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GREELEY, Colo. (KDVR) — New information from the number of COVID-19 cases at the JBS meat packing plant in Weld County shows more workers have become infected. This outbreak includes 68 workers who have tested positive. 

Those numbers are the reason Latino activists are trying to make sure those workers get vaccinations sooner than later. But there’s concern some people of color might not want to get the vaccine. 

Still, new efforts are underway to try to make the COVID-19 vaccine available to workers at the JBS plant in Greeley. 

The Latino Coalition of Weld County is asking the governor to include workers at the plant in the first round of vaccines. 

“Simply because of the critical nature of their work, close proximity and we know there have been outbreaks that have caused deaths at the JBS work plant,” Latino Coalition of Weld County President Stacy Suniga said.

Weld County’s two-week positivity rate is now at nearly 14%, about three times the level considered acceptable by the Centers for Disease Control and Prevention.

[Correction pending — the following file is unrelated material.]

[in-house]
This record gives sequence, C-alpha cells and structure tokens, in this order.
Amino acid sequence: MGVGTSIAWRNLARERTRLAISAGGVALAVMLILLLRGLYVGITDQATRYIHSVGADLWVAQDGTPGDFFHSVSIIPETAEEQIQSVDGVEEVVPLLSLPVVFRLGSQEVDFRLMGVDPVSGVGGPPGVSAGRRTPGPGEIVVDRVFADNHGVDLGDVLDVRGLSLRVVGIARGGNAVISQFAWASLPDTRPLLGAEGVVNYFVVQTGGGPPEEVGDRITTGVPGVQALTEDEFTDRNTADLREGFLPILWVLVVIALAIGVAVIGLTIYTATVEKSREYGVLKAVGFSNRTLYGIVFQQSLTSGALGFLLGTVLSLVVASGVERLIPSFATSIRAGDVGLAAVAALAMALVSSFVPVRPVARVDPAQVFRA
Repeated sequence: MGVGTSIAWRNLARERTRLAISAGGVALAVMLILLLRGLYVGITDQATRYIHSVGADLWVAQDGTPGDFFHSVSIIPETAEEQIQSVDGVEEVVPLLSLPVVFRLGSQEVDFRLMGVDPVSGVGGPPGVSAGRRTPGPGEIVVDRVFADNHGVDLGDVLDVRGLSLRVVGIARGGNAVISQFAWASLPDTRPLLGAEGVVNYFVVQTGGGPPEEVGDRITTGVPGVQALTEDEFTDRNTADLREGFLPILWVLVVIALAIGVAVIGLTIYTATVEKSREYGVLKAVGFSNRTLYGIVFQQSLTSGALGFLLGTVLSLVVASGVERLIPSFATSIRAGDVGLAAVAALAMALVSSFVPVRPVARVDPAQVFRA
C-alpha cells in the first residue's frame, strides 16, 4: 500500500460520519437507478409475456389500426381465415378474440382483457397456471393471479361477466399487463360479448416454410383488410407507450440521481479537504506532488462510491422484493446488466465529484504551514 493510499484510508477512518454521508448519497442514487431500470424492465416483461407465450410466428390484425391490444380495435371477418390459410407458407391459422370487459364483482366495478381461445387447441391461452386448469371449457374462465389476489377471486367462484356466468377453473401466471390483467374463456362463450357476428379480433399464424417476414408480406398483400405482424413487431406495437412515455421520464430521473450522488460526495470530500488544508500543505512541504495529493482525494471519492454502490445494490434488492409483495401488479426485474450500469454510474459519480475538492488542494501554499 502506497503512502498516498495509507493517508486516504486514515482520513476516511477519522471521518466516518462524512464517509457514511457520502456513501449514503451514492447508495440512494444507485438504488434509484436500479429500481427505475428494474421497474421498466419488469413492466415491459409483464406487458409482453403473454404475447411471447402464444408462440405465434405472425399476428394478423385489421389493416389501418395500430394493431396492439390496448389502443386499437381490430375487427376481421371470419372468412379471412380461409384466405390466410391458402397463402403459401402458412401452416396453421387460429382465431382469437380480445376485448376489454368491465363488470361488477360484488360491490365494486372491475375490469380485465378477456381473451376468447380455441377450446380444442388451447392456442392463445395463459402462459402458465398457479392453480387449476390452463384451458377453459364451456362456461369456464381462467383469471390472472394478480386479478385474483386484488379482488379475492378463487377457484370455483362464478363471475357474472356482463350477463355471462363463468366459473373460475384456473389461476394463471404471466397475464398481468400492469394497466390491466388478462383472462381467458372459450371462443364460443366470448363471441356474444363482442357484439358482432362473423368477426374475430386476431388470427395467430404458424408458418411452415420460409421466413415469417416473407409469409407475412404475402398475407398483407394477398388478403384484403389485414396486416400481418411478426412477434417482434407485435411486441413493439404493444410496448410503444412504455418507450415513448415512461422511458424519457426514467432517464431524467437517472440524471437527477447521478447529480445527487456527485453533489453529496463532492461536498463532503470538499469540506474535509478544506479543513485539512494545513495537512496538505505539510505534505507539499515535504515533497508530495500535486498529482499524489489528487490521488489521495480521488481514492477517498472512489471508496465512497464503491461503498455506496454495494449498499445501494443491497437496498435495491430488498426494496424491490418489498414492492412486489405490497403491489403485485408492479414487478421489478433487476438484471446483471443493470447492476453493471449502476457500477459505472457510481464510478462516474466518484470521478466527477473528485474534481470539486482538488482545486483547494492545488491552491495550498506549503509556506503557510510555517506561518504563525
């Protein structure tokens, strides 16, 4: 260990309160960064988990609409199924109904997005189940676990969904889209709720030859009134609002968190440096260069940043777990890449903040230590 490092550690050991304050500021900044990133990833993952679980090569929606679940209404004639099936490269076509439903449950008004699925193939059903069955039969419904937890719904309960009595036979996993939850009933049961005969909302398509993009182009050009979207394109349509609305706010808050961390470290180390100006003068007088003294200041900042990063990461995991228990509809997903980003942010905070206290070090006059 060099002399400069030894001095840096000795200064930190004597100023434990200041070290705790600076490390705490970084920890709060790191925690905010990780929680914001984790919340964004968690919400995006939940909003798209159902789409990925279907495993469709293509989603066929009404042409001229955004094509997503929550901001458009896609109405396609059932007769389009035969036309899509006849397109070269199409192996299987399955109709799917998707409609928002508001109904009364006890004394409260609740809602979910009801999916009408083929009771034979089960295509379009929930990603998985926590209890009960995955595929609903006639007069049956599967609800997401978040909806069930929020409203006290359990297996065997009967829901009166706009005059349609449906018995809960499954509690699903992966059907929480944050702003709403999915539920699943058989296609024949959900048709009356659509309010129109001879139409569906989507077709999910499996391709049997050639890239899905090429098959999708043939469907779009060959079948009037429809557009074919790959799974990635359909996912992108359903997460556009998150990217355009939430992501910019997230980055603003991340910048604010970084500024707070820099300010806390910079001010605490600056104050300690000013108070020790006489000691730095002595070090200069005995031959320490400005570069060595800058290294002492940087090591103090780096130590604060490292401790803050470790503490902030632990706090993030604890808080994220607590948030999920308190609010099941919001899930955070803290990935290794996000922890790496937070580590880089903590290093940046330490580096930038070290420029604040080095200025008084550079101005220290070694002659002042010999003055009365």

There have been 24 deaths in the county since Dec. 1. 

About 30% of the population in Weld County is Latino. FOX31’s Vicente Arenas spoke to some who said say they will not be taking the vaccine. 

“I don’t think I would get the vaccine. You just never know what’s in it. I don’t take the flu shots either and I’ve been OK,” Angelica Espino, who works in a shop in Greeley, said.

Health workers say some people of color are at higher risk of contracting COVID because of crowded work places, the inability to work from home, and the number of people living in their homes.

Dr. Reginald Washington, the chief medical officer for Rocky Mountain Hospital for Children and Presbyterian St. Luke’s Medical Center, says the vaccine appears to be safe and is encouraging people to take it.

“If a large group of individuals say ‘We are not going to take the vaccine because we are afraid of it, we don’t trust it,’ they are more susceptible to getting COVID, which is not a good thing,” said Washington. 

Washington added that past experimental vaccines have left minority communities skeptical and distrusting of government medical programs. 

In Weld County, plans are being made to produce COVID vaccine campaigns in Spanish, something the Latino Coalition says will help convince more people of color to take the vaccine.